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Updates: Electronic Cigarettes

More studies show young adults are being targeted

A recent study published by JAMA Pediatrics concludes that the use of electronic cigarettes does not discourage, and may even encourage, conventional cigarette use among U.S. adolescents. That report is just one more disturbing look at how e-cigarettes may be affecting the nation’s youth. It comes at a time when smoking prevalence among children in grades 8, 10 and 12 has declined to just below 10%.

The Food and Drug Administration is currently considering a nation-wide ban on e-cig sales to minors under the age of 18. The proposed rules would also require manufacturers to list all of the ingredients in e-cigs as well as nicotine warnings. But although Illinois already bans the sale of e-cigs to minors, a recent NBC 5 Investigates found that, not surprisingly, retailers do not always check identification cards for anyone who looks under the age of 27.

A group of Illinois House Representatives and Senators have banded together to introduce HB 5689, Child Safe E-Cigarettes. The bill amends the Illinois Poison Prevention Packaging Act, by requiring that electronic cigarette cartridges and liquids sold and marketed for the refilling of e-cigarette cartridges may be sold only in special packaging. It also establishes that the Department of Public Health will establish the standards for the special packaging. If enacted, the bill would go into effect immediately. Currently, the bill has been referred to the Public Health Committee.

But in reality, it may be the marketing of e-cigs to adolescents that is the bigger problem. While the tobacco industry spends more than $8 billion a year marketing its products, a new study examining online advertisements finds that the industry’s ads primarily focus on promoting e-cigs, snus (a smokeless tobacco product), and cigars according to the national public health foundation Legacy. The study, published in the peer review journal, Tobacco Control, is the first to conduct comprehensive surveillance of all tobacco and e-cig online banner/video advertising in the U.S. and Canada occurring online over the course of a full year.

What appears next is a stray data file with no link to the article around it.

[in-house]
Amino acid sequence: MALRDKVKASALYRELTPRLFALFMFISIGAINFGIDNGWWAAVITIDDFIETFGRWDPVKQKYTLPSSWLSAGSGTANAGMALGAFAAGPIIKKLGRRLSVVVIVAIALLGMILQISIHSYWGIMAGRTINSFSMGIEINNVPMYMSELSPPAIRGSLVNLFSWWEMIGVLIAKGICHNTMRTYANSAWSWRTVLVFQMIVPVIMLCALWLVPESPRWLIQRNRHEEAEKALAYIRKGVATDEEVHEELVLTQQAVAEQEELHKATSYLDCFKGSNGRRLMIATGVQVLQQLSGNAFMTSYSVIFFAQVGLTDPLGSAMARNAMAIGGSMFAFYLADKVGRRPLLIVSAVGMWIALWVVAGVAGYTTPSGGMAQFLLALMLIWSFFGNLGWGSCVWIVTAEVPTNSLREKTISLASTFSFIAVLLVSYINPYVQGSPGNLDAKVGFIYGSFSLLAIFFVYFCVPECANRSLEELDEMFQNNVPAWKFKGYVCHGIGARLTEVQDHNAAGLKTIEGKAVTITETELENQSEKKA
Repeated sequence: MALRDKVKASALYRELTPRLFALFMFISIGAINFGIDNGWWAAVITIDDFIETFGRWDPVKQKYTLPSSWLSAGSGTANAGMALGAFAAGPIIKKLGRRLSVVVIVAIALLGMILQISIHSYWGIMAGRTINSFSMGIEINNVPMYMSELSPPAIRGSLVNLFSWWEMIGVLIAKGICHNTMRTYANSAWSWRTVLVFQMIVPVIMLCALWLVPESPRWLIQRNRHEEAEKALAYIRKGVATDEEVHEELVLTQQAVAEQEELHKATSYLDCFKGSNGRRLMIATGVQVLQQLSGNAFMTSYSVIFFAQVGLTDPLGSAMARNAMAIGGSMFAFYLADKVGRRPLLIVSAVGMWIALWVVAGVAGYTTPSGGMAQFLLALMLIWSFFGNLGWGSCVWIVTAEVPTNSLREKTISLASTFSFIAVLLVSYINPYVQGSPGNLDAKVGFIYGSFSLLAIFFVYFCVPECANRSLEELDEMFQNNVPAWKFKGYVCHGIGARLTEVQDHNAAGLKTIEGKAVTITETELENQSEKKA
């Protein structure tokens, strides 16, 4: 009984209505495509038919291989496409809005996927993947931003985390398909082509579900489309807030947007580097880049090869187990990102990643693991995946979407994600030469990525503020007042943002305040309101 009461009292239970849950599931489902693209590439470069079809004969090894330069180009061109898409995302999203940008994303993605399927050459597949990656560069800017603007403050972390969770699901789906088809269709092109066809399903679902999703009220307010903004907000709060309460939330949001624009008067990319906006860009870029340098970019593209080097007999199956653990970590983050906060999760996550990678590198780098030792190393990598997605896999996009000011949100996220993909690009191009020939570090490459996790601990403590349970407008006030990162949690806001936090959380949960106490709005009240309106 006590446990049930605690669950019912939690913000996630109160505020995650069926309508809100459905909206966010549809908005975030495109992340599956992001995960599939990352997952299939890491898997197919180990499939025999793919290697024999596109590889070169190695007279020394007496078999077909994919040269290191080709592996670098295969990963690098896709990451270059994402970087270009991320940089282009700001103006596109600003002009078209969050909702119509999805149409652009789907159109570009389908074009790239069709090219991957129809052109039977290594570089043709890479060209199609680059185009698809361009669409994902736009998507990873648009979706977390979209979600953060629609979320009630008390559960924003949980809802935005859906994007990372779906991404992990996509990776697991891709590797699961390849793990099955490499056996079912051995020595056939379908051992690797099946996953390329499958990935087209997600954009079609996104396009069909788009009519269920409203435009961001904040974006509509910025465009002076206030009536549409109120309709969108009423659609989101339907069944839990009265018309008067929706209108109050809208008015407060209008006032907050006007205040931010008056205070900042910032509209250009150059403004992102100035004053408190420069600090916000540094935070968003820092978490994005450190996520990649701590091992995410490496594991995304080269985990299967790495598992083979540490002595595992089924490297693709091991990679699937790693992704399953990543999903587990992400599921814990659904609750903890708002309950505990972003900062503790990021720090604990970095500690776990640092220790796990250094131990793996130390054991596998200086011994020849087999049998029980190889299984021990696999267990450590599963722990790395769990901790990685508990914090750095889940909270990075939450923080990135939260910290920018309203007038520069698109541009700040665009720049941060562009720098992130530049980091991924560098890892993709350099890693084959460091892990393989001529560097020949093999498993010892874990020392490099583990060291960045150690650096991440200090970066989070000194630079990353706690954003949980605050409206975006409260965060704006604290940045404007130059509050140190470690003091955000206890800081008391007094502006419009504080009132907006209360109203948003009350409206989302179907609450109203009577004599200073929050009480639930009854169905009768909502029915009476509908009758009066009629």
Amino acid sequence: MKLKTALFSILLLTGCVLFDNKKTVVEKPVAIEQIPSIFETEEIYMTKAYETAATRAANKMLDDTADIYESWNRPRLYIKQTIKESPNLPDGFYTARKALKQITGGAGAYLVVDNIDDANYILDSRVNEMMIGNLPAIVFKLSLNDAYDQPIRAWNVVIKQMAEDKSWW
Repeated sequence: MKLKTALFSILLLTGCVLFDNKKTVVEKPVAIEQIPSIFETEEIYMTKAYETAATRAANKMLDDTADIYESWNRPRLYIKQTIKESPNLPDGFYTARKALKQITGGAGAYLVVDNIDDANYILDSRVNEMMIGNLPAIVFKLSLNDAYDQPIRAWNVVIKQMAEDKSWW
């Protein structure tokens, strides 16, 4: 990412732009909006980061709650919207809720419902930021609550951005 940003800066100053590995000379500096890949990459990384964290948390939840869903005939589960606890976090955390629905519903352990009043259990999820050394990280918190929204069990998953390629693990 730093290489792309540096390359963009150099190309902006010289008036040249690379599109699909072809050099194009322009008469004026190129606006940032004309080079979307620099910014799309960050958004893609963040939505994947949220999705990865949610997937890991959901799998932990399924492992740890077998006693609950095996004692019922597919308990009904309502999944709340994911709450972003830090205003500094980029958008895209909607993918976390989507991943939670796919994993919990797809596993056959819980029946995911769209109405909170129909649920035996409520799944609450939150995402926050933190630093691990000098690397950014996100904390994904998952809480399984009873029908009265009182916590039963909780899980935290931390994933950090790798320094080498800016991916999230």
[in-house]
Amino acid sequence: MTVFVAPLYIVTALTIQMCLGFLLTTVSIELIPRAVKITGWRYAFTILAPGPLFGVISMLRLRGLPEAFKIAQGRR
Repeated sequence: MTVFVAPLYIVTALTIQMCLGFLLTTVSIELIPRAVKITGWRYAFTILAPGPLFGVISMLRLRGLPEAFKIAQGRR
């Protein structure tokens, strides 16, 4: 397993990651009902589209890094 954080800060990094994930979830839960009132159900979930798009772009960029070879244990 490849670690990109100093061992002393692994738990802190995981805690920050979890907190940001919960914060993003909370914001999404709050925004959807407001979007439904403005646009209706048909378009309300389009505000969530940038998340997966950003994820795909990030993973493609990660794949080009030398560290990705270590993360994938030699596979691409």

These findings are consistent with trends in the popularity of new products, such as snus and electronic cigs, which are growing steadily in both the U.S. and overseas. Annual sales of smokeless tobacco products now exceed $2.93 billion globally and sales of e-cigs are continuing to grow—reaching $2 billion globally in 2011. Although advertising of cigarettes and little cigars on broadcast media has long been banned, online advertising has allowed the tobacco industry to promote products in a space that has broad reach and is largely unregulated. This may explain why Internet advertising expenditures for smokeless tobacco have increased in the U.S. significantly since 2006.

Key findings include:

  • Tobacco and e-cigarette advertisements were found on 180 out of the 250 websites that were monitored.
  • Snus ads appeared on a wide variety of websites covering many topics from news and health to job searches. E-cig ads predominantly appeared on websites focused on music and entertainment or news, subjects of high interest to young adults.
  • Compared to the other products advertised, e-cig ads were placed on websites with the highest average percentage of a youth audience, with some sites having a youth audience as high as 35%.
  • More than half of all the ads, when clicked, linked to another landing page, typically the company’s home page. None of those pages featured any information on how to quit smoking.
  • E-cig ads were most likely to feature themes of harm reduction; use as an aide to quit smoking; being more environmentally-friendly than cigarettes; or as an alternative to cigarettes when someone can’t smoke.

In a study published early this year in Nicotine and Tobacco Research, Legacy monitored the advertisements of all noncombustible tobacco products, including e-cigs and snus, over a three-month period. During that time, roughly $20 million was spent on advertising. While cigarette advertising is prohibited on television, it is legal to use television to promote e-cigs.

A linked study by Legacy called “Vaporized: e-cigarettes, advertising, and youth” shows that all the advertising is working. Among the study’s most important findings are:

  • 89% of people aged 13 to 21 were aware of e-cigs;
  • More than 14% of young people aged 13 to 17 have smoked e-cigs;
  • More than 39% of young people aged 18 to 21 have smoked e-cigs;
  • 60% of teenagers aged 13 to 17 were aware of e-cig marketing on major channels;
  • The top 24 e-cig brands, the industry spent $39 million on advertising between June 2013 and November 2013; and
  • More than 73% of young people aged 12 to 17 were exposed to Blu advertisements, by far the industry’s biggest spender.

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